July 22, 2009 (rewrite)
A. General. University of Idaho (UI) electronic communications systems or services must identify users and authorize access by means of a password, passphrase, or other secure authentication process. One of the most common methods attackers use to guess passwords is known as a "brute force" attack. In such an attack, the attacker systematically tries possible passwords until he/she manages to break into an account. Attackers frequently use dictionary files to generate lists of possible passwords and letter/number combinations. Having a strong password or long passphrase greatly increases the security of a system. This policy sets out the password requirements and standards for the UI.
B. Account Types. ITS acknowledges three types of accounts:
B-1. Personal: password is known by a single individual for traditional access to computing resources including computer logon, e-mail, VPN, Banner, and other UI services
B-2. Shared: password is known by one or more users and utilized interactively for system logon. Shared accounts shall not be created when another method of access is available
B-3. Functional: password may be accessible by multiple users, but are typically used only "behind the scenes" by applications and processes and are not recommended for most uses
C. Password/Passphrase Requirements. Where possible, the UI recommends using a passphrase (C-2 below) instead of the traditional password described in C-1. For systems incapable of storing passphrases use a strong password (see D-1 below).
C-1. Passwords: Traditional Personal and Shared Passwords are 8-14 characters in length. Functional passwords are at least 30 characters in length and are recommended to be significantly longer. Choosing passwords that are easy to remember but hard for an attacker to guess will significantly improve the security of your computer and data. When passwords are used they must meet the following requirements:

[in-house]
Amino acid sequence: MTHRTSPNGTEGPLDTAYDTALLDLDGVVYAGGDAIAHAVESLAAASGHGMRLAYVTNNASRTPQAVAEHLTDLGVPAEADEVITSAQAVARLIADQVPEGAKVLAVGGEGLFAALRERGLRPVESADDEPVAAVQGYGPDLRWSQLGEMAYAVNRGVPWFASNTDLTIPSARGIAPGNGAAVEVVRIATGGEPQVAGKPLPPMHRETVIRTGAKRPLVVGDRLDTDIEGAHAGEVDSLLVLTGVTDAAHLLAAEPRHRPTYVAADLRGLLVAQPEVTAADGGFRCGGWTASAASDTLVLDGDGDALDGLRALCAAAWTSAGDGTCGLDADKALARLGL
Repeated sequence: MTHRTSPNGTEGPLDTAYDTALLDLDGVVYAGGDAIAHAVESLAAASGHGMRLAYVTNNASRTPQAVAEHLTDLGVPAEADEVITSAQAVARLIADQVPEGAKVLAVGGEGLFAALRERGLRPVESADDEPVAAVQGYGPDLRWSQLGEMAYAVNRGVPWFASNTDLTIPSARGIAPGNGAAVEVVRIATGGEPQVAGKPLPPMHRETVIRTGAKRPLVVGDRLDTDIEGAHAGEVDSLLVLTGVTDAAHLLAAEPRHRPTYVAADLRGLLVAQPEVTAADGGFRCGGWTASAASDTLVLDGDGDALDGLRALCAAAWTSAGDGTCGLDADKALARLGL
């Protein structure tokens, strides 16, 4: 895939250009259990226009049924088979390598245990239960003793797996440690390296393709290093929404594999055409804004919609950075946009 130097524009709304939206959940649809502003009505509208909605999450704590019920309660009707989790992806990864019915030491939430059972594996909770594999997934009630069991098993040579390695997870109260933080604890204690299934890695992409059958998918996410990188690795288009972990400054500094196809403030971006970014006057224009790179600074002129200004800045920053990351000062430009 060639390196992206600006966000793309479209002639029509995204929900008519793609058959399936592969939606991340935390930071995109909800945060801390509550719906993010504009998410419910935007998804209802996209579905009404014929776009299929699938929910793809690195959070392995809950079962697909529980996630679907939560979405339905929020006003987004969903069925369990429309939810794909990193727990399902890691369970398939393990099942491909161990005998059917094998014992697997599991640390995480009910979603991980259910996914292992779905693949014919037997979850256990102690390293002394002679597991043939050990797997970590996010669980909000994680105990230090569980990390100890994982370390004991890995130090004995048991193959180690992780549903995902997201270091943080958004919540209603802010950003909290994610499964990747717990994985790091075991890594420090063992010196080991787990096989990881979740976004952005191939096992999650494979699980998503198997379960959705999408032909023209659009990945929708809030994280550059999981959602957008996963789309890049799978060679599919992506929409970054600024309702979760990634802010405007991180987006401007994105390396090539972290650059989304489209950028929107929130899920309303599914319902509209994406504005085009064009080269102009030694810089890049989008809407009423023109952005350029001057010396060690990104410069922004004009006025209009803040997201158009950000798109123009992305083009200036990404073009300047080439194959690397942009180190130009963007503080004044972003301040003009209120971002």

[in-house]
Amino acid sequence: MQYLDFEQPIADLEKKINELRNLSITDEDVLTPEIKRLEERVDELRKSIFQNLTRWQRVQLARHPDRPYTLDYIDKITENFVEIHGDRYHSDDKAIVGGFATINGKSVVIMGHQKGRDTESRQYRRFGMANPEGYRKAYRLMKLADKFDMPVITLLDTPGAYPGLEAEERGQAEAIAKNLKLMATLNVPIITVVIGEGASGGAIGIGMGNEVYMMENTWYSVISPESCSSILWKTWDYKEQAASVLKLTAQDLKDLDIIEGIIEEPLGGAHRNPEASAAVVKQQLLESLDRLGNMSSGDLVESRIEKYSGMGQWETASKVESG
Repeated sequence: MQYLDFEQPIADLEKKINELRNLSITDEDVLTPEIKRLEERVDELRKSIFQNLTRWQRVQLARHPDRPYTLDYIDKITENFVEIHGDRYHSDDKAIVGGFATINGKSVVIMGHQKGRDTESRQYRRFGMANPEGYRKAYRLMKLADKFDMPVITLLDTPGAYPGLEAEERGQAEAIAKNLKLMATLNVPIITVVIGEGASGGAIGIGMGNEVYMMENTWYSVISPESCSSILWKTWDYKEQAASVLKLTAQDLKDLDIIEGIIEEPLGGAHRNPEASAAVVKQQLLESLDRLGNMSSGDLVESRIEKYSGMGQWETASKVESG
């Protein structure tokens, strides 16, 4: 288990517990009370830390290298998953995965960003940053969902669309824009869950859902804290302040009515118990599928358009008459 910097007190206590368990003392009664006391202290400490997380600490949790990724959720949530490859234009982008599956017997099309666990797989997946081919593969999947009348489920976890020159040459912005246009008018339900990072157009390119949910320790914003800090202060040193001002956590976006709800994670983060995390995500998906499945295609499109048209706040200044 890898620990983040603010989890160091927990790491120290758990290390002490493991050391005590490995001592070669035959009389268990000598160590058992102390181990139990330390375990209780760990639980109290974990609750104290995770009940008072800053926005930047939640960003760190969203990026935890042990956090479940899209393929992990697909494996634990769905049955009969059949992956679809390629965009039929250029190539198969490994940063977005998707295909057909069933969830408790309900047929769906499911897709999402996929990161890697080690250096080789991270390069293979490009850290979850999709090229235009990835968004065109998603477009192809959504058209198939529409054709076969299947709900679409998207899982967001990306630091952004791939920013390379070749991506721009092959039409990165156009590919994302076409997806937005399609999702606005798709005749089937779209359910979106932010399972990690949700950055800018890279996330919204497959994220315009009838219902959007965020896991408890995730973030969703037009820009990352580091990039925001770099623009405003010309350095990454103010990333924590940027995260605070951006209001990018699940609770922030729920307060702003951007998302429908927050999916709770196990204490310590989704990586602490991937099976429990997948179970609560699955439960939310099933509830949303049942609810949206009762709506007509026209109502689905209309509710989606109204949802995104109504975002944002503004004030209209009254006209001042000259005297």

(a) Personal and Group passwords must be at least 8 characters long
b) Functional passwords must be at least 30 characters and are recommended to be significantly longer, up to the maximum length allowed by the system/application being interfaced with
(c) A password must contain characters from three of the following categories:
- English uppercase characters (A through Z)
- English lowercase characters (a through z)
- Numeric digits (0 through 9)
- Non-alphanumeric characters (e.g., !, $, #, %)
(d) Passwords must not contain recognizable portions of your name
(e) Passwords 8 to 14 characters in length must not contain words found in common dictionaries unless the spelling is significantly altered
(f) Passwords 8 to 14 characters in length must be changed every 90 days. Passwords/Passphrases containing 15 or more characters must be changed every 400 days
(g) Passwords for all ITS-supported services can easily be synchronized and changed by the user through the account management program at ITS Support
(h) All passwords should be securely stored and protected (e.g., no sticky notes on the monitor or stored near the computer, etc.). The use of encrypted electronic password "wallets" (eWallet, Password Safe, etc.) are encouraged.
Note: Requirements a – g above do not apply when changing a Banner password. For assistance with these, contact the Registrar’s Office or the ITS Help Desk.
C-2. Passphrase: Passphrases are at least 15 characters in length and must use three of the four characteristics listed in section C-1(c) above. A passphrase is like a password but may contain spaces between words so a meaningful sentence can be formed. Do not use common phrases like advertising slogans, song lyrics or titles, or other easily guessed word combinations. Passphrases must be changed every 400 days.
Examples of passphrases:
- I will graduate in 2050, Go Vandals!
- My dog is also a "Vandal"
Benefits of passphrases:
- easier to remember
- they are longer than traditional passwords making them less vulnerable to attack
- longer time interval between changes
- Passphrases will not be subject to the dictionary password check.
C-3. Shared-access systems: Administrators of shared-access systems must enforce the requirements in C-1 above (whenever possible) in addition to the following: